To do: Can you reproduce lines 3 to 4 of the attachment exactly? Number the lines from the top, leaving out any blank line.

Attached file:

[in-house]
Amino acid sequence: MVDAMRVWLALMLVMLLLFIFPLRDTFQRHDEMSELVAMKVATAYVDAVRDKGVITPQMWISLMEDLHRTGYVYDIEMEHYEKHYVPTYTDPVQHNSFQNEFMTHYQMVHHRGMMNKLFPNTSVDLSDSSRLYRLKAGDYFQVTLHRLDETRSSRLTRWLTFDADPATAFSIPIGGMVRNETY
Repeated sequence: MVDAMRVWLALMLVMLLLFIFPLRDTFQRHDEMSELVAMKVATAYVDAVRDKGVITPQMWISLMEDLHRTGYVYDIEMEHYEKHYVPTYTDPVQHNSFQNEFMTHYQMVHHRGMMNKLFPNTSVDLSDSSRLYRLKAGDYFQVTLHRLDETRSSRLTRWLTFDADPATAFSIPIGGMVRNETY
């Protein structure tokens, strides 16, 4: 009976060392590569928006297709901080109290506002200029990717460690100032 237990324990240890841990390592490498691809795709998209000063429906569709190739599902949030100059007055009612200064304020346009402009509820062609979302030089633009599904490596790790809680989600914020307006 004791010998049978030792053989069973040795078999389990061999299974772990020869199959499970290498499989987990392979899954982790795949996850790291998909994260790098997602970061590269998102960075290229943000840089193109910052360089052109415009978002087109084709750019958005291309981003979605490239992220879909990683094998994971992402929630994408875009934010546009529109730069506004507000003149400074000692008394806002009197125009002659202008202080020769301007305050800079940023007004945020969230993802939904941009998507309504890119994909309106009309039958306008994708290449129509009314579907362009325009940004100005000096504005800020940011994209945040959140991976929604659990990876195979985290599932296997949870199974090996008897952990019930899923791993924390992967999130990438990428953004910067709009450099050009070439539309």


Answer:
Repeated sequence: MVDAMRVWLALMLVMLLLFIFPLRDTFQRHDEMSELVAMKVATAYVDAVRDKGVITPQMWISLMEDLHRTGYVYDIEMEHYEKHYVPTYTDPVQHNSFQNEFMTHYQMVHHRGMMNKLFPNTSVDLSDSSRLYRLKAGDYFQVTLHRLDETRSSRLTRWLTFDADPATAFSIPIGGMVRNETY
């Protein structure tokens, strides 16, 4: 009976060392590569928006297709901080109290506002200029990717460690100032 237990324990240890841990390592490498691809795709998209000063429906569709190739599902949030100059007055009612200064304020346009402009509820062609979302030089633009599904490596790790809680989600914020307006 004791010998049978030792053989069973040795078999389990061999299974772990020869199959499970290498499989987990392979899954982790795949996850790291998909994260790098997602970061590269998102960075290229943000840089193109910052360089052109415009978002087109084709750019958005291309981003979605490239992220879909990683094998994971992402929630994408875009934010546009529109730069506004507000003149400074000692008394806002009197125009002659202008202080020769301007305050800079940023007004945020969230993802939904941009998507309504890119994909309106009309039958306008994708290449129509009314579907362009325009940004100005000096504005800020940011994209945040959140991976929604659990990876195979985290599932296997949870199974090996008897952990019930899923791993924390992967999130990438990428953004910067709009450099050009070439539309």